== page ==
Since launching in June, the network has gained 250 members across 39 states, and more are on the way.

The last year has involved a lot of changes for the sleep medicine community: the continued push toward home-based testing, preauthorization through insurance companies, and the integration of large clinical networks in what was previously a smaller community, to name a few. Lawrence Epstein, CEO of Welltrinsic, a network designed to seamlessly integrate care for a better patient experience, knew that there needed to be a change.

“It’s been a big stressor to a lot of sleep providers,” he says. “We’ve seen closures of centers, not as many new people in the field, and concern about where in this new Affordable Care Act world sleep is going to fit.”

Welltrinsic, the response to an evaluation done by the American Academy of Sleep Medicine, is a national clinical sleep network to unite clinicians and sleep centers to provide care and ensure that sleep physicians remain central for patient care.

The network provides clinical and management services to ensure network members are using the most up-to-date sleep medicine. It also centralizes patient data to create a smoother workflow between care providers and works with insurance companies, sleep management groups, accountable care organizations, and other groups to make sure patients get quality, cost-effective care.

So far, it’s doing well, Epstein says.

Since June, 250 board certified sleep physicians across 39 states have signed up, and about 50 more are in the process of joining.

“We’re very pleased with the response,” Epstein says.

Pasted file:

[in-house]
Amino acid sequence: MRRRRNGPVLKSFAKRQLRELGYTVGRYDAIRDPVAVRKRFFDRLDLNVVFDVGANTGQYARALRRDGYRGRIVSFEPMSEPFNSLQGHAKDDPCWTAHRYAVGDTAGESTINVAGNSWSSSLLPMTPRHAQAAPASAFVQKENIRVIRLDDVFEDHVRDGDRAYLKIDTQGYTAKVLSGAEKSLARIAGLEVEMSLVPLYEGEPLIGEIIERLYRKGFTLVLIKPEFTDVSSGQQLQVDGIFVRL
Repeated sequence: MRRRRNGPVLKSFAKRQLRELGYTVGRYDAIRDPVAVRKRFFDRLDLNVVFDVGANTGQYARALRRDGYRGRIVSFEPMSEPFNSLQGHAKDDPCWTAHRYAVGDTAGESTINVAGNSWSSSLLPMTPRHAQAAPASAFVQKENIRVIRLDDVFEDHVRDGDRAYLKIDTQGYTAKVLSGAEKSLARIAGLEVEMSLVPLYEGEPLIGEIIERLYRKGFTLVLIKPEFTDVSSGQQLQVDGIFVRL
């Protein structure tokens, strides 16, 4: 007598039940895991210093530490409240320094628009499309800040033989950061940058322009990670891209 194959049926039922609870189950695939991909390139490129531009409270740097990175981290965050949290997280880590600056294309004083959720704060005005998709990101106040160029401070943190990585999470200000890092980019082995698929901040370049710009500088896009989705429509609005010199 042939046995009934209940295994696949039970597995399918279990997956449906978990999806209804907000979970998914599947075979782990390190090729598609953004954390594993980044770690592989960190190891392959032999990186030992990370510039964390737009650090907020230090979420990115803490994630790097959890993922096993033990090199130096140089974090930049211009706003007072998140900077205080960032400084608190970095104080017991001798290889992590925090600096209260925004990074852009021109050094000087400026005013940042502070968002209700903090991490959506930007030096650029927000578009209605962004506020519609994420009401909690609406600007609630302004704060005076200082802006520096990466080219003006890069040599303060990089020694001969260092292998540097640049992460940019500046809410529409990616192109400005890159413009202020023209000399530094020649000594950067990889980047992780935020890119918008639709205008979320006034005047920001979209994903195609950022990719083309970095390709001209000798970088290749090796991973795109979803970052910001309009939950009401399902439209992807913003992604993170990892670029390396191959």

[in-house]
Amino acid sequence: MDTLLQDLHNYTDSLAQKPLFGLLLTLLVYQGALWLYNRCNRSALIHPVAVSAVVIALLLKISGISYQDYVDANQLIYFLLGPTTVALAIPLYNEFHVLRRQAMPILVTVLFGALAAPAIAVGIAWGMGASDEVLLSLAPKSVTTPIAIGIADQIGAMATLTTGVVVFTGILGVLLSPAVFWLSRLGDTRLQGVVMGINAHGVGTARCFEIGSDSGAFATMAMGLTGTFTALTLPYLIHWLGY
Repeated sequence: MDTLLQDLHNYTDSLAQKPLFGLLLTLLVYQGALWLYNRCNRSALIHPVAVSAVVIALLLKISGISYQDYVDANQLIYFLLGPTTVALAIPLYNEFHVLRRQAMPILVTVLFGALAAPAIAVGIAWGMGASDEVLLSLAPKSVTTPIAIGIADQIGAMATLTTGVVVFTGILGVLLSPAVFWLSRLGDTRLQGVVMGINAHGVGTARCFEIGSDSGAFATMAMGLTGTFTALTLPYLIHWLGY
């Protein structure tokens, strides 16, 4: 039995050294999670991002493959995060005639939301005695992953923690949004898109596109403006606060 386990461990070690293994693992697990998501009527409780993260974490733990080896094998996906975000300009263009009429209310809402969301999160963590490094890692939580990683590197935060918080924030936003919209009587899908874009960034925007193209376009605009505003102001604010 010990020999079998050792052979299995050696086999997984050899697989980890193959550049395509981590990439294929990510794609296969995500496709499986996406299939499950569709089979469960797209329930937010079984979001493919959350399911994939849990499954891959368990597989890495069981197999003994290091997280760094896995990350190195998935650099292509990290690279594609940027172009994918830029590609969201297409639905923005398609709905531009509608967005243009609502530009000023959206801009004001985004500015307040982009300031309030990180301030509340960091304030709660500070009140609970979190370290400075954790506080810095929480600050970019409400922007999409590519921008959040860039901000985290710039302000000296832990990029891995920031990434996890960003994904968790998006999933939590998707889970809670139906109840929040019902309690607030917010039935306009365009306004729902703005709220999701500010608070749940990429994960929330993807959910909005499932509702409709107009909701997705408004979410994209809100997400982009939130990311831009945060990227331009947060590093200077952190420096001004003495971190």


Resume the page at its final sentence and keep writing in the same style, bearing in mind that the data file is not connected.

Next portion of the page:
Originally, Welltrinsic was going to allow sleep centers to join the network on August 1, but Epstein said that with interest from so many physicians, Welltrinsic will wait to open up for sleep centers until mid-October.

In addition to members joining the network, Welltrinsic has also secured its first two contracts for clinical services; it will provide sleep medicine services to U.S. HealthWorks, one of the largest occupational health providers in the nation, and another contract to provide services at a US Air Force Medical Center in Ohio.

Because the program is trying to gain traction, it currently costs nothing to become a member. Eventually, Epstein estimates there will be an annual fee between $250 and $350 based on the size of each practice.

Even so, there have been some hurdles launching the program.

“The challenges have been to get the information out to people so they understand what’s available and what to do with it,” Epstein says. “And we are trying to put together a national network, but providing these services is probably going to be regional and local, so we may not get to people right away.”

He expects that, as Welltrinsic gets more contracts, sleep center members will get more business and will have access to new resources that will help them round out their services in ways they weren’t able to before.

“If they have Welltrinsic, they will be able to take care of their patients and that’s the goal,” Epstein says.

A.J. Zak is an associate editor for Sleep Review. CONTACT